The culture of hiring solely based on relevant qualifications is becoming outmoded and in terms of the future of work employers will need think more leftfield.

As 300 education technology (edtech) expects gather at the Learnovation Summit at Croke Park today (1 October), the message is that employers need to change the way they are hiring and upskilling staff to ensure our workplaces have the right human skills to cope with a transforming digital age.

They need to move away from hiring “know-it-alls” and instead hire “explorers” who want to know it all. This was the message from Wendy van Tol, a consulting leader at PwC in the Netherlands who has carried out extensive international research into human value in the digital age.

“We don’t want ‘know-it-alls’, we want people who want to know it all. The explorers”

She also asked if we were allowing technology to shape our society – rather than the other way around – and speaks about the social acceptance of putting devices between people, which is getting in the way of one-to-one relationships at work and at home.

Funded by Enterprise Ireland, The Learnovate Centre is an industry-led technology centre made up of expert researchers using emerging technology to help transform the lives of learners in the workplace, schools, at third level and in the home.

Human value in the digital age

Van Tol that digitalisation and automation are already fundamentally transforming the way we work and many organisations currently focus on the cognitive skills humans bring to the workplace.

“We can still hire uber smart PhDs as we will still need people to create the algorithms but we need people to ensure we are in control of the data and that the  people who have access to that data act in a right, ethical and moral way”

However, smart automation and Artificial Intelligence (AI) are already outsmarting the cognitive human brain so other skills, such as adaptability and creativity, are becoming very important.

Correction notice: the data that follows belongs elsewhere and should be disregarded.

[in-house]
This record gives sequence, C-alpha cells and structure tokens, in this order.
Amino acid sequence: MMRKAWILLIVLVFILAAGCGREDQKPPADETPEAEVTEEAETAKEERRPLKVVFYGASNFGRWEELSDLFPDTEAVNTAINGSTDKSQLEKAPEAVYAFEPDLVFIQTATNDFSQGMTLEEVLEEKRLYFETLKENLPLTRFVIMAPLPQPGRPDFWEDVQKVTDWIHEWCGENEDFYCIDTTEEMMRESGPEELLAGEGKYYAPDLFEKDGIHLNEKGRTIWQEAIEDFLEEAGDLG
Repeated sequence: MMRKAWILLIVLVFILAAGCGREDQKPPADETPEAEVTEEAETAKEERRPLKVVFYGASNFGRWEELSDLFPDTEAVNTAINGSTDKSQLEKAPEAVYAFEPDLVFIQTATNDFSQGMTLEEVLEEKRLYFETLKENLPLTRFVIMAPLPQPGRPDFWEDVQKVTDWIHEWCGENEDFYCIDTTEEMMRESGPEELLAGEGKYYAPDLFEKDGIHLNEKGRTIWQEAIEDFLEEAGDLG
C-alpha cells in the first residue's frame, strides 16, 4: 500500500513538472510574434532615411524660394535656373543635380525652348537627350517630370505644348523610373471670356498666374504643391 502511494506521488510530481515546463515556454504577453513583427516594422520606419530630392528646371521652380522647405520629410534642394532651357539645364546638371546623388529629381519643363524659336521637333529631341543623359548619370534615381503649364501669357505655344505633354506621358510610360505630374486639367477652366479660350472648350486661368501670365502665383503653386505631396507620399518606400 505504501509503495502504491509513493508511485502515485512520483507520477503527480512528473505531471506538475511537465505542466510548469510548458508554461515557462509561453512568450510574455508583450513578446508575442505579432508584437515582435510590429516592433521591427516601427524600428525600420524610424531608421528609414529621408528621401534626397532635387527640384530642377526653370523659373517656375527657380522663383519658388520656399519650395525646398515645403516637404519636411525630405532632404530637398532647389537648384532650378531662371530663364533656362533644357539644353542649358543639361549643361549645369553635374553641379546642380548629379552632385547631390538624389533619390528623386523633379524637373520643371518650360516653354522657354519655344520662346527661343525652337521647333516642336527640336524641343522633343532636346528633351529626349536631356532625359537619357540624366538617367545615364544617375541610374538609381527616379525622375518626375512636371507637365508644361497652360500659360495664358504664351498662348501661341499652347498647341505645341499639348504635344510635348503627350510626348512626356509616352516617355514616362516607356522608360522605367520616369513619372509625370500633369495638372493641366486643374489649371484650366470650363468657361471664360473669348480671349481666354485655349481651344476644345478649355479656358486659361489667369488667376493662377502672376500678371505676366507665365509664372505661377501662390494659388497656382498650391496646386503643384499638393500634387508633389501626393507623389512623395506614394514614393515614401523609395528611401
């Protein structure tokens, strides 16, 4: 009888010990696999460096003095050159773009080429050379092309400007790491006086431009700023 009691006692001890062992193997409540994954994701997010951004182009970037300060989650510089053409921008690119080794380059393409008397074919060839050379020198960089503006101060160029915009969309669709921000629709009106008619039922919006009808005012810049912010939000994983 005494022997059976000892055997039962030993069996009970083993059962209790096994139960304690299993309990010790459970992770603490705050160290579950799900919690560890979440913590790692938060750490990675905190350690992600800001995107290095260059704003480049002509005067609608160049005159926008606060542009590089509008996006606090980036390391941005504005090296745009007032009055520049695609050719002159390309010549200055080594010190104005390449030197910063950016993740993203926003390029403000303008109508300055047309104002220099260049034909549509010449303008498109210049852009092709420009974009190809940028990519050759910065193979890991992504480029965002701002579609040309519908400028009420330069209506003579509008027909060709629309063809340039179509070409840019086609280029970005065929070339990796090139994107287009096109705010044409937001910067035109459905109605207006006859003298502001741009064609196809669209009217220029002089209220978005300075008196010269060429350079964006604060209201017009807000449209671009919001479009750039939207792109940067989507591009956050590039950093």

“But also empathy, care, integrity and imagination are values that are needed to build the bridge between technology and increased prosperity and wellbeing. If looking at skills in the workplace, do we really need people with two degrees? The people with all the qualifications? Are we going to choose the person who has all the qualifications and ticks all the boxes or are we going to go for someone who has emotional intelligence and is clearly a team player; a person who is open to exploring?

“We don’t want ‘know-it-alls’, we want people who want to know it all. The explorers. I work in the financial sector and there is such a strong bias of what is quality but sometimes the people who are over-qualified are not always the right people for the job – we need more explorers. Employers put high stakes on digital upskilling but we are missing a bit of the jigsaw; those who have emotional connections, the creative problem-solvers. We need people who are humble enough to be aware of their bias and embrace their ignorance.

“We can still hire uber smart PhDs as we will still need people to create the algorithms but we need people to ensure we are in control of the data and that the people who have access to that data act in a right, ethical and moral way.”

Unintended consequences excuses hold no water

Van Tol is also questioning whether or not we are using technology to help improve our society or if technology is instead shaping our society.

“We have to ask ourselves if tech is leading our behaviours when it should be the other way around. We want to create a human economy that has technology at its heart to get a better world and not be ruled by technology.

“There is a social acceptance in the way we are connecting with people through technology and that is getting in the way of one-on-one relationships. Often a device is put in between people – in both work and personal relationships. We are putting technology in between human beings. We need to learn how to get the benefits of technology and at the same time learn how to deal with the often unintended consequences that make us less human.”

Main image: Heather Waters (6) from Celbridge, Co. Kildare with Dr. Benoît Bossavit from the School of Computer Science and Statistics in Trinity College Dublin at the launch of The Learnovation Summit. Image: Paul Sharp/SHARPPIX

Written by John Kennedy (john.kennedy3@boi.com)

Published: 1 October, 2019

Recommended